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Iva P. Speyer v. Karen Kieselstein-Cord

UNITED STATES DISTRICT COURT SOUTHERN DISTRICT OF NEW YORK


May 24, 2011

IVA P. SPEYER, PLAINTIFF,
v.
KAREN KIESELSTEIN-CORD, KAREN CORD, BARRY KIESELSTEIN-CORD,
BARRY CORD, KIESELSTEIN CORD IMPERIAL, LLC, KIESELSTEIN CORD RETAIL, INC., FRANKLIN BONILLA,
AND KIESELSTEIN ENTERPRISES, INC., DEFENDANTS.
BARRY CORD AND KIESELSTEIN ENTERPRISES, INC., THIRD-PARTY PLAINTIFFS,
v.
NATHANIEL L. HYMAN AND THE HYMAN COMPANIES, INC., THIRD-PARTY DEFENDANTS.

The opinion of the court was delivered by: Denise Cote, District Judge:

OPINION & ORDER

Plaintiff Iva P. Speyer ("Speyer") brings this action for employment discrimination against jewelry designer and manufacturer Kieselstein Enterprises, Inc., its owner, Barry Cord (collectively "Kieselstein"),*fn1 and the manager of the jewelry store where Speyer worked, Franklin Bonilla ("Bonilla"). Kieselstein seeks indemnification from The Hyman Companies, Inc. ("Hyman Co."), a chain of costume jewelry stores through which Kieselstein sold its jewelry, and Hyman Co.'s principal, Nat L. Hyman ("Nat Hyman")*fn2 . For the following reasons, the third-party defendants' motion to dismiss is granted.

BACKGROUND

Speyer filed her original complaint for employment discrimination in violation of the New York State and City human rights laws on March 27, 2009. The original complaint named Nat Hyman as a defendant in addition to Kieselstein and Bonilla. Speyer alleged that she was employed by Kieselstein at a jewelry retail store at 1058 Madison Avenue, New York, New York (the "Madison Avenue Store") from November 2006 through March 10, 2009, and that she was sexually harassed by her manager, Bonilla. Speyer further alleged that she was fired in retaliation after she complained of Bonilla's harassment.

Hyman Co. filed for bankruptcy under Chapter 11 on March 3, 2009, shortly before Speyer filed her original complaint in this Court. On July 14, 2009, the Bankruptcy Court issued a preliminary injunction barring Speyer from pursuing any action against Hyman Co. and Nat Hyman. Speyer subsequently entered into a settlement agreement with Hyman Co. and Nat Hyman releasing all her claims against both entities. The settlement agreement was approved by the Bankruptcy Court on June 24, 2010. On July 7, 2010, Speyer amended her complaint to remove Hyman Co. and Nat Hyman as defendants.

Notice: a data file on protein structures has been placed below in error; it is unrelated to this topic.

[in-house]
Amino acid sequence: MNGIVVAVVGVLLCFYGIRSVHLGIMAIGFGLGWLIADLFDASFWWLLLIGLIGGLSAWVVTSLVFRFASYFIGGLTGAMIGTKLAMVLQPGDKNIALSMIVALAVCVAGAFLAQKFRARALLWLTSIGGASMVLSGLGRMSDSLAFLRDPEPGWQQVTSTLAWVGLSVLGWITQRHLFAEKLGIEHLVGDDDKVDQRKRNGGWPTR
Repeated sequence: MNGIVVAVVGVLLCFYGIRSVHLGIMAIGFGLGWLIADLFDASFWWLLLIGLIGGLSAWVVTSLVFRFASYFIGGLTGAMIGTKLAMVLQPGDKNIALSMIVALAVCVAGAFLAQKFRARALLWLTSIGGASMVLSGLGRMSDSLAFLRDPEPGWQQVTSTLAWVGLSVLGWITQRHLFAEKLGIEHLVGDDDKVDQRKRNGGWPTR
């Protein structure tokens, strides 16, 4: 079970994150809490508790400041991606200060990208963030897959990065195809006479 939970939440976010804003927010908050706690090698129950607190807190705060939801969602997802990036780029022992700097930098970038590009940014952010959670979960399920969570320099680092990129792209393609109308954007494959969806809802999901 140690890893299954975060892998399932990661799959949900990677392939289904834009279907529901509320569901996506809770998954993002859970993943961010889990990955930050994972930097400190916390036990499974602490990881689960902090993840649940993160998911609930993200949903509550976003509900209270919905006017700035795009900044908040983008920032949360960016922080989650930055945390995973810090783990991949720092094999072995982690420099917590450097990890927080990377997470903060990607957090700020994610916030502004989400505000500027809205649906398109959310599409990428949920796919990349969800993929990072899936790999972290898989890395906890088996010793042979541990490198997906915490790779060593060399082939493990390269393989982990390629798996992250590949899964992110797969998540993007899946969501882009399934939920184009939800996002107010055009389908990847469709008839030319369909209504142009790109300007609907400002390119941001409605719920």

Kieselstein filed a third-party complaint (the "Third Party Complaint") against Hyman Co. and Nat Hyman on September 30, 2010. The Third Party Complaint alleges that Kieselstein is entitled to "indemnification or contribution" from Hyman Co. and Nat Hyman in the event that Kieselstein is found liable to Speyer in this action.

According to the Third Party Complaint, Kieselstein entered into an agreement (the "2006 Agreement") with Hyman Co. and Nat Hyman, the president and Chief Executive Officer of Hyman Co., in July of 2006. The 2006 Agreement provided that Hyman Co. would sell Kieselstein's jewelry on consignment at the Madison Avenue Store. As the owner and operator of the Madison Avenue Store, Hyman Co. was solely responsible for the hiring and management of the Madison Avenue Store's employees, including Bonilla and Speyer. Kieselstein therefore disclaims all responsibility for any discrimination or harassment experienced by Speyer during her career at the Madison Avenue Store.

The Bankruptcy Court's Order of December 29, 2010 confirming the reorganization plan for Hyman Co. (the "Confirmation Order") provides that Except as provided herein or the Plan, as of the Effective Date, all Entities that have held, currently hold or may hold a claim against the Debtor are permanently enjoined from taking any of the following actions: (a) commencing or continuing in any manner any action or other proceeding against the Debtor or its property, including the employment of process, or an act, to collect, recover or offset any such Claim as a personal liability of the Debtor; (b) enforcing, attaching, collecting or recovering in any manner any judgment, award, decree or order against the Debtor or its property; [and] (c) attempting to assert claims against the Released Parties for any claims which arose prior to the Effective Date to the extent that the claim is a claim for which the Debtor is also liable and only if no Event of Default under the Plan or documents provided for in Article X of the Plan has occurred . . . . (Emphasis supplied.) The Confirmation Order defines "Debtor" to include Hyman Co. It includes Nat Hyman in the definition of "Released Parties." The reorganization plan defines "Effective Date" as "the fifteenth (15th) Business Day immediately following the date on which the Confirmation Order becomes a Final Order." The Effective Date is therefore February 3, 2011.